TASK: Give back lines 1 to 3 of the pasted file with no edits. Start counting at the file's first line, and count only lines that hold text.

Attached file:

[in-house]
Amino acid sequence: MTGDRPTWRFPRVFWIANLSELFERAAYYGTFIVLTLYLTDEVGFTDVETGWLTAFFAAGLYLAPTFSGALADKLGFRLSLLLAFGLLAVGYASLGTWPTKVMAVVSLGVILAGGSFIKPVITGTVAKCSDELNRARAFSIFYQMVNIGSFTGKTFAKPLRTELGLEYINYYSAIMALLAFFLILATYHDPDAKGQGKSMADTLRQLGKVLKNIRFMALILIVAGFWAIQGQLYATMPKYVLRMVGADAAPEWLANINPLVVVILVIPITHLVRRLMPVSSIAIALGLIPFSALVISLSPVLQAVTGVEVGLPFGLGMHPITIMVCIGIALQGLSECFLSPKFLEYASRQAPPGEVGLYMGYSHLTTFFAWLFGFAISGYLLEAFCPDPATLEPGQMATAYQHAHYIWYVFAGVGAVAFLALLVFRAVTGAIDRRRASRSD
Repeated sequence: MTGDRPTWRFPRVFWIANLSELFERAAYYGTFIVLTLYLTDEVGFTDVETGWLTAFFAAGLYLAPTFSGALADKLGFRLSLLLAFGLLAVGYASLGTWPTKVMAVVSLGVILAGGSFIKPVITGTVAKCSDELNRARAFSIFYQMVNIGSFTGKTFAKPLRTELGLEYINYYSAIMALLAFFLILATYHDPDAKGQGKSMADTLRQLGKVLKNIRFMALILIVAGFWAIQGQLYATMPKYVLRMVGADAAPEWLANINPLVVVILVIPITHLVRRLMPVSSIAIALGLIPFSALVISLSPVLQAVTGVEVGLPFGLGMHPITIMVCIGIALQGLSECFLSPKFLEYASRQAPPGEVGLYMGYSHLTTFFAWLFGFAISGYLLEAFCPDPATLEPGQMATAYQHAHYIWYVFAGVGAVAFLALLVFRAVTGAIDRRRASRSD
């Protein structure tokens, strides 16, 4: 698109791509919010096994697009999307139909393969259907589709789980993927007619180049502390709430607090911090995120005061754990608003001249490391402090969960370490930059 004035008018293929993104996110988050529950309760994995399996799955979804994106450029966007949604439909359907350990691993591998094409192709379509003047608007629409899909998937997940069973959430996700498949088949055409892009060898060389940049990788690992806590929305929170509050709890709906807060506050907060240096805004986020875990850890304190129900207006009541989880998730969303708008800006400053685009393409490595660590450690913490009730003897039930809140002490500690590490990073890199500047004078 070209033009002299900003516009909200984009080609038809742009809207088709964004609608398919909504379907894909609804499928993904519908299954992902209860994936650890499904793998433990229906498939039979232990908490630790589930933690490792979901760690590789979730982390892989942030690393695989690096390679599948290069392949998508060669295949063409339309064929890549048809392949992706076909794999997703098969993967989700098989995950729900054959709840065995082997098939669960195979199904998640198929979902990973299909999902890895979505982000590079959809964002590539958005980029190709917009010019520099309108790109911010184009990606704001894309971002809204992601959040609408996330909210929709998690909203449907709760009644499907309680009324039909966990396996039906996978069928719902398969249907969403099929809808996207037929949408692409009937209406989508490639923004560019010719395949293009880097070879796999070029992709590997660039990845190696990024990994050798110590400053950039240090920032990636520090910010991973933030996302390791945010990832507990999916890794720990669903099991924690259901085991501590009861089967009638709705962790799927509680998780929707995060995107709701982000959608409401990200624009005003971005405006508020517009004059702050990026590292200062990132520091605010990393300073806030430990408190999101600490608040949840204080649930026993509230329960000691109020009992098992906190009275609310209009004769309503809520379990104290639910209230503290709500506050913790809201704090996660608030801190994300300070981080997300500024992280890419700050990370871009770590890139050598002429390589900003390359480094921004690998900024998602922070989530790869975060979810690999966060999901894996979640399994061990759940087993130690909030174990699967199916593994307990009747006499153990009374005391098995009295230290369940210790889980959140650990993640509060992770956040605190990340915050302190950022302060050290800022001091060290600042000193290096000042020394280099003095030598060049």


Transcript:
[in-house]
Amino acid sequence: MTGDRPTWRFPRVFWIANLSELFERAAYYGTFIVLTLYLTDEVGFTDVETGWLTAFFAAGLYLAPTFSGALADKLGFRLSLLLAFGLLAVGYASLGTWPTKVMAVVSLGVILAGGSFIKPVITGTVAKCSDELNRARAFSIFYQMVNIGSFTGKTFAKPLRTELGLEYINYYSAIMALLAFFLILATYHDPDAKGQGKSMADTLRQLGKVLKNIRFMALILIVAGFWAIQGQLYATMPKYVLRMVGADAAPEWLANINPLVVVILVIPITHLVRRLMPVSSIAIALGLIPFSALVISLSPVLQAVTGVEVGLPFGLGMHPITIMVCIGIALQGLSECFLSPKFLEYASRQAPPGEVGLYMGYSHLTTFFAWLFGFAISGYLLEAFCPDPATLEPGQMATAYQHAHYIWYVFAGVGAVAFLALLVFRAVTGAIDRRRASRSD
Repeated sequence: MTGDRPTWRFPRVFWIANLSELFERAAYYGTFIVLTLYLTDEVGFTDVETGWLTAFFAAGLYLAPTFSGALADKLGFRLSLLLAFGLLAVGYASLGTWPTKVMAVVSLGVILAGGSFIKPVITGTVAKCSDELNRARAFSIFYQMVNIGSFTGKTFAKPLRTELGLEYINYYSAIMALLAFFLILATYHDPDAKGQGKSMADTLRQLGKVLKNIRFMALILIVAGFWAIQGQLYATMPKYVLRMVGADAAPEWLANINPLVVVILVIPITHLVRRLMPVSSIAIALGLIPFSALVISLSPVLQAVTGVEVGLPFGLGMHPITIMVCIGIALQGLSECFLSPKFLEYASRQAPPGEVGLYMGYSHLTTFFAWLFGFAISGYLLEAFCPDPATLEPGQMATAYQHAHYIWYVFAGVGAVAFLALLVFRAVTGAIDRRRASRSD